With the Toronto Board of Health endorsing a ban on ammunition and handguns, the spotlight on gun violence has never been brighter. Incidents of gun violence are on the rise and there is a strong call to action by Canada’s doctors.
According to the Toronto Police Service, gun-related deaths are down 20 per cent and 44 per cent of firearms incidents result in no injury at all, but the growing number of occurrences has been a storyline in Toronto for a while now. That trend of firearm-related incidents has become enough of an issue that last year, the Canadian Doctors for Protection from Guns was formed to try and shed more of a spotlight on how bad the issue has become.
“When I moved to Canada about six years ago, I never anticipated to be in a position to be talking about firearms within Canada from a public health standpoint,” says Dr. Anna Dare, who came here from New Zealand six years ago and is chief surgical resident at the University of Toronto.
Dare also rotates between other hospitals in the city, having just finished up being one of the chief surgical residents at Sunnybrook Hospital over the summer. Dare has been with the CDPG since its inception. New Zealand has recently implemented sweeping gun control measures after the terrible Christchurch shooting, in which Brenton Tarrant murdered 51 people in two mosques and live-streamed the whole thing.
Dr. Najma Ahmed was on call the night of the Danforth shooting on July 22, 2018, when Faisal Hussain left his home and walked over to an area on the Danforth, near Alexander the Great Parkette and drew his handgun and opened fire. He then proceeded to travel westbound while continuing to fire at people on the streets and in restaurants. Hussain turned the gun on himself once authorities arrived, but by then he had shot 13 people and killed two of them.
In a town hall hosted by Prime Minister Justin Trudeau during the recent federal campaign, Dr. Ahmed described that night as “a horrific and terrible experience.” Dr. Ahmed observed that not long after the shooting, the attitude towards gun control in the city started to shift. “The city awakened to the idea that mass shootings are not just a thing of the United States. It can happen here. It did happen here.”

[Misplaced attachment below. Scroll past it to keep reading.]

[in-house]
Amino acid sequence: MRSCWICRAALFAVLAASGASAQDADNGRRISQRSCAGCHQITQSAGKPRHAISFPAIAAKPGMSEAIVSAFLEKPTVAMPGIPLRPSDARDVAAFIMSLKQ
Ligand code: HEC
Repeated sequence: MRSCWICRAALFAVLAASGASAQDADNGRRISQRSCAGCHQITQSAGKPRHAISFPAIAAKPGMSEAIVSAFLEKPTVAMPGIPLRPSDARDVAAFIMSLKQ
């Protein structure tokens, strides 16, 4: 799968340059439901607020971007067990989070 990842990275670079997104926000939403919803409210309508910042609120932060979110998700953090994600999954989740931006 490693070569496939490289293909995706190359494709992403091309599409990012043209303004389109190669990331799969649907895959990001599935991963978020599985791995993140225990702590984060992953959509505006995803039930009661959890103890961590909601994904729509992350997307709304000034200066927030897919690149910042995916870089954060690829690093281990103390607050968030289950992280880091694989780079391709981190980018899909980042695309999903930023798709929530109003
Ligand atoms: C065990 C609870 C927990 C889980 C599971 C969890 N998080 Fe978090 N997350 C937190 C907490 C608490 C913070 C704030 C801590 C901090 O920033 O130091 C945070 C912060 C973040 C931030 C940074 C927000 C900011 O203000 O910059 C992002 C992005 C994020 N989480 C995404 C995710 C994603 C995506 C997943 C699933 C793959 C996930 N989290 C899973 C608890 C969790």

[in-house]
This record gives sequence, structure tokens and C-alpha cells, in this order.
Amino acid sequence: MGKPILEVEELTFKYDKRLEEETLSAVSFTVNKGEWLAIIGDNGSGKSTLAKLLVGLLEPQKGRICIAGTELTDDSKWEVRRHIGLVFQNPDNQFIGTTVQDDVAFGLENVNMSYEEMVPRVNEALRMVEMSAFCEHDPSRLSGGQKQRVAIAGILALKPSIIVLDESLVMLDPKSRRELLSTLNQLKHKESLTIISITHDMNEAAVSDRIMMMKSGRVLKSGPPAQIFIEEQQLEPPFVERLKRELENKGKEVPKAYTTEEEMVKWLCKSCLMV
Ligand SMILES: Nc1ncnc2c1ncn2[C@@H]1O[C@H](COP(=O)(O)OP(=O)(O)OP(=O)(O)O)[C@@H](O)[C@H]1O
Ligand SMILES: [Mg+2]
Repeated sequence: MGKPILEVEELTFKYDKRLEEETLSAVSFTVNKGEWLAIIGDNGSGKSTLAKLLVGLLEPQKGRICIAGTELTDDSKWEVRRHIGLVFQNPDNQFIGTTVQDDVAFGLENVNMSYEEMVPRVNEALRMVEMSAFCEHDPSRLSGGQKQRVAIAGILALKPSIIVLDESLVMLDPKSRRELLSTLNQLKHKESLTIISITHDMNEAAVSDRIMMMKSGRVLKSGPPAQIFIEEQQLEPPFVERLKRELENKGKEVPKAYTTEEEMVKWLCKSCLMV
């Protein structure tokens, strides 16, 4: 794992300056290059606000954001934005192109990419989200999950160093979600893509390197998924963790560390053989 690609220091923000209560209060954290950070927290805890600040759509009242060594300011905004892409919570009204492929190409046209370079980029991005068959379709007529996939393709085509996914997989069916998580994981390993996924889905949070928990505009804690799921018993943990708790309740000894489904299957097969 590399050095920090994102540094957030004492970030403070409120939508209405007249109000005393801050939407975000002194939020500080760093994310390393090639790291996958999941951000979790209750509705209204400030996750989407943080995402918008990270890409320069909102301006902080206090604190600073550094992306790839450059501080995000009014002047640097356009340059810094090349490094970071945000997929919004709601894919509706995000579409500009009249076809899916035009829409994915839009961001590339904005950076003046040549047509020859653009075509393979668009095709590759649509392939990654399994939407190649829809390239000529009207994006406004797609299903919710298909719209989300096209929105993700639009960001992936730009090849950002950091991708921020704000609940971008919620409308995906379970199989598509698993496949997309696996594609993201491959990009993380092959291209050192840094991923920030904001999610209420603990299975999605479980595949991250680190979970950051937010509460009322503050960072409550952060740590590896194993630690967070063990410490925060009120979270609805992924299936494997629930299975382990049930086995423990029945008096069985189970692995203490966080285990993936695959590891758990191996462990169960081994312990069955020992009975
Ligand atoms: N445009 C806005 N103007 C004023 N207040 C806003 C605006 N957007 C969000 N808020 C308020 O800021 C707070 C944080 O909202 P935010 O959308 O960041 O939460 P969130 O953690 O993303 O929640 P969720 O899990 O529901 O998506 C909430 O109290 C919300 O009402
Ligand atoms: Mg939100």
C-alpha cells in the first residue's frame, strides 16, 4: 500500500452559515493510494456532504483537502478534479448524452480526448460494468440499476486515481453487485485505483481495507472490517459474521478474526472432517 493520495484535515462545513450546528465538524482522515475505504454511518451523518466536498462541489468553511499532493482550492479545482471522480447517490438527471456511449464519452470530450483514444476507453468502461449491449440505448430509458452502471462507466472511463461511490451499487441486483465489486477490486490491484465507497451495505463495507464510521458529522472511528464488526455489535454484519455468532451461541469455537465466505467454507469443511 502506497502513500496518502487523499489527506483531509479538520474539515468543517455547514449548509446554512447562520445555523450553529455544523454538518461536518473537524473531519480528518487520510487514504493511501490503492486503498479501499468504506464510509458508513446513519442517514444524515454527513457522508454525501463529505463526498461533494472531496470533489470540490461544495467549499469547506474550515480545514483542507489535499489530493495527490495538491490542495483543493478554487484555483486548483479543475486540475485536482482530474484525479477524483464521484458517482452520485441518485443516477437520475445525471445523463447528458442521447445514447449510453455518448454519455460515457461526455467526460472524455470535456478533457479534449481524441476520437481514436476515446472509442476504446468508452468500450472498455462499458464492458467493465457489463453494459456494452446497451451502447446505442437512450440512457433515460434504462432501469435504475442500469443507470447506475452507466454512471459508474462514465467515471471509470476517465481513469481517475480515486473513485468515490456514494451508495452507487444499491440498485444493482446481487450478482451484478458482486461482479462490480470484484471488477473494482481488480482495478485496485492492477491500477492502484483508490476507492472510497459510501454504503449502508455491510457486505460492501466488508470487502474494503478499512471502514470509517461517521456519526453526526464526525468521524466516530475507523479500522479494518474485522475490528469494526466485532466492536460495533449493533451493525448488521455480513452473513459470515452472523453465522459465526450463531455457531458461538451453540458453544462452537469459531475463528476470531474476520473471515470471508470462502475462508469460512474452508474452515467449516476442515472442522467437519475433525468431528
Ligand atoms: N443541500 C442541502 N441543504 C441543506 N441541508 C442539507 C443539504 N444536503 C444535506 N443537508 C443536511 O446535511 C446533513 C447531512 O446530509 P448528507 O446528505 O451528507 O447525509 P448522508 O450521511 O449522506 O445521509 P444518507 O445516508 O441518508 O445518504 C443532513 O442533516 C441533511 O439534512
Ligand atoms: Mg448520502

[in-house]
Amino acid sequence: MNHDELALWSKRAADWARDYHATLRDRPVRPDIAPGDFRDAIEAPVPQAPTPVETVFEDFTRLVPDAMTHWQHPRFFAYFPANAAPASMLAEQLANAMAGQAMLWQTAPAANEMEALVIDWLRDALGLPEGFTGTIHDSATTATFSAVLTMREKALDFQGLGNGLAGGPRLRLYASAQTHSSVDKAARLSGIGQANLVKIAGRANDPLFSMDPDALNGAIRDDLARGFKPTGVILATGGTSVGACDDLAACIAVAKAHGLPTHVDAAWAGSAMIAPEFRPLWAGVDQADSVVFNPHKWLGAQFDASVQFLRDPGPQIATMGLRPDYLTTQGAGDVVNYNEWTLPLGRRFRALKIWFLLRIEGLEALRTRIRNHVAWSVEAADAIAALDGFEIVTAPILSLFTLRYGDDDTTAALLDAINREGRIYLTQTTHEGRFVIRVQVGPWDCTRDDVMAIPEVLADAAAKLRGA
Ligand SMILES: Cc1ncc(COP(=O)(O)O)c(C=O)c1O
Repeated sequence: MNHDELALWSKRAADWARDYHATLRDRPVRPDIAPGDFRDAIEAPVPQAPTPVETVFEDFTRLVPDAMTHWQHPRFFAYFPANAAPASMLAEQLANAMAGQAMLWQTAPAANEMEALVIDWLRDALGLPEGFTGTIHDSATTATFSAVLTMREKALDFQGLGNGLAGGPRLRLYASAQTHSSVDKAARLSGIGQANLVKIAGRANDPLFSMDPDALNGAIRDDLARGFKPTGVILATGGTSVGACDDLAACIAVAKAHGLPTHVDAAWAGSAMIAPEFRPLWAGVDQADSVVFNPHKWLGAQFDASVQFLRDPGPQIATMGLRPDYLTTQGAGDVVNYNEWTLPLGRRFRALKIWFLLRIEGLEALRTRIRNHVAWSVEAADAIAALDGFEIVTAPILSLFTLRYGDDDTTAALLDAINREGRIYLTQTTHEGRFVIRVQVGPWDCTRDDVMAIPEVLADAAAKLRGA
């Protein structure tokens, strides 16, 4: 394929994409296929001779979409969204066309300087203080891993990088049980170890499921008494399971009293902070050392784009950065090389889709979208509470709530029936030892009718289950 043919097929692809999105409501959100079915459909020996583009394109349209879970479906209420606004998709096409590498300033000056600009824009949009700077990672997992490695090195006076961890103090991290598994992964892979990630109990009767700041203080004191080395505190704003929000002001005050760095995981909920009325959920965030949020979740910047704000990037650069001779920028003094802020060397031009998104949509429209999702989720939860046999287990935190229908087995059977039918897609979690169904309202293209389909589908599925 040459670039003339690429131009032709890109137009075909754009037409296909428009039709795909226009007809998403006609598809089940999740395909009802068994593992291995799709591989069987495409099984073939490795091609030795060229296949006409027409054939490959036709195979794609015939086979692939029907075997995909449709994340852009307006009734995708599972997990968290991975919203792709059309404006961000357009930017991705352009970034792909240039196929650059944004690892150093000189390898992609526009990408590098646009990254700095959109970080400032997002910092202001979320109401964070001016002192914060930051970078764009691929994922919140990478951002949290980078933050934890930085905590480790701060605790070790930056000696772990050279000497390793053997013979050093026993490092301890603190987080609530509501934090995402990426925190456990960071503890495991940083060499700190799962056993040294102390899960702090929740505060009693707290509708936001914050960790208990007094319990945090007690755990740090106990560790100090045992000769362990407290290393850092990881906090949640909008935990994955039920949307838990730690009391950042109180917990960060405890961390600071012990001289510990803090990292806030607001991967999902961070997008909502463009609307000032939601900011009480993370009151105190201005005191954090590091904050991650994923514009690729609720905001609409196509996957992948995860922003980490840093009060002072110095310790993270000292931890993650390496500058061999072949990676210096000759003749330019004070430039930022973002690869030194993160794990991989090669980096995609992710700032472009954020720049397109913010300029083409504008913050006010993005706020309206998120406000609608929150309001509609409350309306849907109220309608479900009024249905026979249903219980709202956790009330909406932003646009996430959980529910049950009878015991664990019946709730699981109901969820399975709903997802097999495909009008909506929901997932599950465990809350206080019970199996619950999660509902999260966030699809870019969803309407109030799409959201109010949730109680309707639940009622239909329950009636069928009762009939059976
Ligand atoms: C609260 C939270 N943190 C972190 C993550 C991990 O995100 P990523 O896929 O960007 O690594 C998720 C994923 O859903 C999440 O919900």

Dr. Ahmed works at St. Michael’s Hospital in Toronto as a trauma surgeon and is also a professor of surgery at the University of Toronto. She is one of 300 members of the CDPG that was formed in November 2018, around the time the National Rifle Association tweeted at America’s doctors to “stay in their lane.”
Someone should tell self-important anti-gun doctors to stay in their lane. Half of the articles in Annals of Internal Medicine are pushing for gun control. Most upsetting, however, the medical community seems to have consulted NO ONE but themselves. https://t.co/oCR3uiLtS7— NRA (@NRA) November 7, 2018
The CDPG is a non-profit organization and consists of doctors from across the country that are advocating for stronger gun laws after witnessing gun violence firsthand. Ahmed and other trauma and emergency surgeons from across Canada have been keeping an eye on gun-related violence across the country for the last several years. The public awakening that occurred after the Danforth shooting helped to propel their efforts.
Ahmed says a bigger problem is that 75 per cent of gun deaths in Canada occur by suicide, so she would like to see more social programs put into effect by the recently re-elected Liberal government. These programs would be directed towards such things as inner-city violence, poverty and racism.
Ahmed also says she would like the government to study what other countries who have been strict on guns have done because gun violence is a permanent mental and physical scar. “You just lose control for a second, and everyone’s life changes in a flash.”
Ahmed says the CDPG has tried to get in touch with the Liberal party since the Oct. 21 election, but have not been able to make contact yet, but talking to them about what is on the CDPG’s shortlist of things to get done. But a ban on guns requires an agreement between all three levels of government, which is something that Doug Ford’s government has said they won’t agree to.
Ahmed would like the premier to come and see the aftermath of the violence himself. “I invite the premier of our province, Mr. Ford, to my operating room any day of the week … so that he can witness what he says is not a problem.”